Malaysia steps on Indonesia's toes in dance dispute
By Neil Chatterjee
JAKARTA (Reuters) - Malaysia is separated from Indonesia's Sumatra island by just 40 miles of water, but an ocean has opened up between them over who owns a traditional dance, the latest in a series of disputes between the Southeast Asian neighbors.
The feud, one of many over issues as diverse as culture, pollution and borders in the region of 600 million people, adds to the difficulties leaders face in trying to turn Southeast Asia into a unified economic community by 2015.
Malaysian efforts to promote the Tor-tor folk dance and Gordang Sambilan drum performance - both with origins in Sumatra - as its own cultural heritage sparked protests this month in Jakarta, where a group torched Malaysia's flag and threw stones at its embassy. The violence was a sharp contrast to the Tor-tor itself - a gentle, traditional dance featuring a mix of subtle hand and leg movements.
Malaysia's government summoned Indonesia's acting ambassador for talks on Monday to express its concern over the violence.
Government officials on both sides have tried to calm the situation, saying it is a misunderstanding over plans to promote the culture of the Mandailing people, who live in both Sumatra and across the narrow Malacca Strait in mainland Malaysia.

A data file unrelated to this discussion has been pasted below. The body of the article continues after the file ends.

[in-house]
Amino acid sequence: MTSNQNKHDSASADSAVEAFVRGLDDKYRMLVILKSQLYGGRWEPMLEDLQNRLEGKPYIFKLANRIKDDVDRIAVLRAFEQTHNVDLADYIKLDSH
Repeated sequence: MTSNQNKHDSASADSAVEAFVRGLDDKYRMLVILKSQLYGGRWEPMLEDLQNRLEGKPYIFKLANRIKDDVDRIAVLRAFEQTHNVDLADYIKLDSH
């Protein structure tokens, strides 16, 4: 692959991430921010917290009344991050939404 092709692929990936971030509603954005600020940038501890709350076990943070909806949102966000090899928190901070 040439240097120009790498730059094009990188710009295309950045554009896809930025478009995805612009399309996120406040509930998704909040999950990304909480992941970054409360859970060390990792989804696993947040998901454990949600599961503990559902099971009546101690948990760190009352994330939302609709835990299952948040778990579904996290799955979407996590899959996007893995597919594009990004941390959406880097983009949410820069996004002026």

Malaysia and Indonesia share deep Islamic and cultural ties that go back centuries. The Malay and Indonesian languages are mutually intelligible and historians say they originate from Indonesia's Riau islands, just south of Singapore. But subtle differences do exist and could be part of the reason for the latest row. The Malay word for heritage, "warisan", carries a stronger connotation of ownership in Indonesian.
FOLK MUSIC, BATIK, AND CURRY
The case has touched a raw nerve in Indonesia, which has previously argued with Malaysia over who claims the rights to folk music, batik textiles and spicy beef Rendang curry. Continued...